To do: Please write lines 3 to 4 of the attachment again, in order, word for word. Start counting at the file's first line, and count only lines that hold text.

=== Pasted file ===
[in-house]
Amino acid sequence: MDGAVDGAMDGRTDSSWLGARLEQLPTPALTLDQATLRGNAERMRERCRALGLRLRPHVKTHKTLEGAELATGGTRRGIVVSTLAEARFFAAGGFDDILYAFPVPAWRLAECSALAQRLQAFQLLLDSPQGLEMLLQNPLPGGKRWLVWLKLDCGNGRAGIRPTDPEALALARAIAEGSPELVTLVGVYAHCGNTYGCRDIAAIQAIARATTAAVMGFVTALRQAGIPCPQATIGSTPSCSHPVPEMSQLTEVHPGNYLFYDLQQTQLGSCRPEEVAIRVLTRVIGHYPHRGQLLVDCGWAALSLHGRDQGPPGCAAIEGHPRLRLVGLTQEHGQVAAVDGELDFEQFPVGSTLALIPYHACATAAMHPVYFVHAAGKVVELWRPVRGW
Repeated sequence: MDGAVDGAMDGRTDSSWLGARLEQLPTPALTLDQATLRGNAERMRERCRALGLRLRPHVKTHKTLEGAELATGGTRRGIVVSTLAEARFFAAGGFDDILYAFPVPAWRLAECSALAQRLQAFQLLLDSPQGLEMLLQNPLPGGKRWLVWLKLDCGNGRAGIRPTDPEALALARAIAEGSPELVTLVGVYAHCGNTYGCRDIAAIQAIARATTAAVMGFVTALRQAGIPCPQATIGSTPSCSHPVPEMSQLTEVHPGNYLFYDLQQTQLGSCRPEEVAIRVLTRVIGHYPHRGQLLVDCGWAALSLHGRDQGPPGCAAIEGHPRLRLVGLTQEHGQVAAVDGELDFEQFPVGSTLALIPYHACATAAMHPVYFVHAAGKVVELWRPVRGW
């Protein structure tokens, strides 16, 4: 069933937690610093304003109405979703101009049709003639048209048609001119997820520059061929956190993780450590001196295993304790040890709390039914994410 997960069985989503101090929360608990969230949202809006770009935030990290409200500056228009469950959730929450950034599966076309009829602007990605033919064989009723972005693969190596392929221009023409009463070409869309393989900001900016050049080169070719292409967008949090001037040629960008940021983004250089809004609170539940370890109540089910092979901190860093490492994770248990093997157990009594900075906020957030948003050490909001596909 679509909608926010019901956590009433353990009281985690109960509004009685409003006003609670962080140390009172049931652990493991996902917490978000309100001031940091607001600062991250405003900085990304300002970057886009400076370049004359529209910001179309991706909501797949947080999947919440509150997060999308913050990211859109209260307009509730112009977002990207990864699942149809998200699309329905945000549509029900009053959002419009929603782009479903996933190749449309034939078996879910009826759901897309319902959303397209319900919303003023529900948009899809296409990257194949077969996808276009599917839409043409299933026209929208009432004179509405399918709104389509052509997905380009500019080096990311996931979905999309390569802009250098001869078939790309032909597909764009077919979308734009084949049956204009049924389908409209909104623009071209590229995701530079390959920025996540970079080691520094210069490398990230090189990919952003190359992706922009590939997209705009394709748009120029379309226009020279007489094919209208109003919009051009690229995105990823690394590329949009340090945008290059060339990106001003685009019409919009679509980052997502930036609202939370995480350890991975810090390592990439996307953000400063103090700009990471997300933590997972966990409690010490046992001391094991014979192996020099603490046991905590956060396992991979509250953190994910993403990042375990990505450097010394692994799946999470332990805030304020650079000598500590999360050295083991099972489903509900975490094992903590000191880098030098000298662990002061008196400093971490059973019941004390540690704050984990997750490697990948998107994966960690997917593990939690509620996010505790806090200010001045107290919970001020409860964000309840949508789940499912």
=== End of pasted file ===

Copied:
Repeated sequence: MDGAVDGAMDGRTDSSWLGARLEQLPTPALTLDQATLRGNAERMRERCRALGLRLRPHVKTHKTLEGAELATGGTRRGIVVSTLAEARFFAAGGFDDILYAFPVPAWRLAECSALAQRLQAFQLLLDSPQGLEMLLQNPLPGGKRWLVWLKLDCGNGRAGIRPTDPEALALARAIAEGSPELVTLVGVYAHCGNTYGCRDIAAIQAIARATTAAVMGFVTALRQAGIPCPQATIGSTPSCSHPVPEMSQLTEVHPGNYLFYDLQQTQLGSCRPEEVAIRVLTRVIGHYPHRGQLLVDCGWAALSLHGRDQGPPGCAAIEGHPRLRLVGLTQEHGQVAAVDGELDFEQFPVGSTLALIPYHACATAAMHPVYFVHAAGKVVELWRPVRGW
């Protein structure tokens, strides 16, 4: 069933937690610093304003109405979703101009049709003639048209048609001119997820520059061929956190993780450590001196295993304790040890709390039914994410 997960069985989503101090929360608990969230949202809006770009935030990290409200500056228009469950959730929450950034599966076309009829602007990605033919064989009723972005693969190596392929221009023409009463070409869309393989900001900016050049080169070719292409967008949090001037040629960008940021983004250089809004609170539940370890109540089910092979901190860093490492994770248990093997157990009594900075906020957030948003050490909001596909 679509909608926010019901956590009433353990009281985690109960509004009685409003006003609670962080140390009172049931652990493991996902917490978000309100001031940091607001600062991250405003900085990304300002970057886009400076370049004359529209910001179309991706909501797949947080999947919440509150997060999308913050990211859109209260307009509730112009977002990207990864699942149809998200699309329905945000549509029900009053959002419009929603782009479903996933190749449309034939078996879910009826759901897309319902959303397209319900919303003023529900948009899809296409990257194949077969996808276009599917839409043409299933026209929208009432004179509405399918709104389509052509997905380009500019080096990311996931979905999309390569802009250098001869078939790309032909597909764009077919979308734009084949049956204009049924389908409209909104623009071209590229995701530079390959920025996540970079080691520094210069490398990230090189990919952003190359992706922009590939997209705009394709748009120029379309226009020279007489094919209208109003919009051009690229995105990823690394590329949009340090945008290059060339990106001003685009019409919009679509980052997502930036609202939370995480350890991975810090390592990439996307953000400063103090700009990471997300933590997972966990409690010490046992001391094991014979192996020099603490046991905590956060396992991979509250953190994910993403990042375990990505450097010394692994799946999470332990805030304020650079000598500590999360050295083991099972489903509900975490094992903590000191880098030098000298662990002061008196400093971490059973019941004390540690704050984990997750490697990948998107994966960690997917593990939690509620996010505790806090200010001045107290919970001020409860964000309840949508789940499912």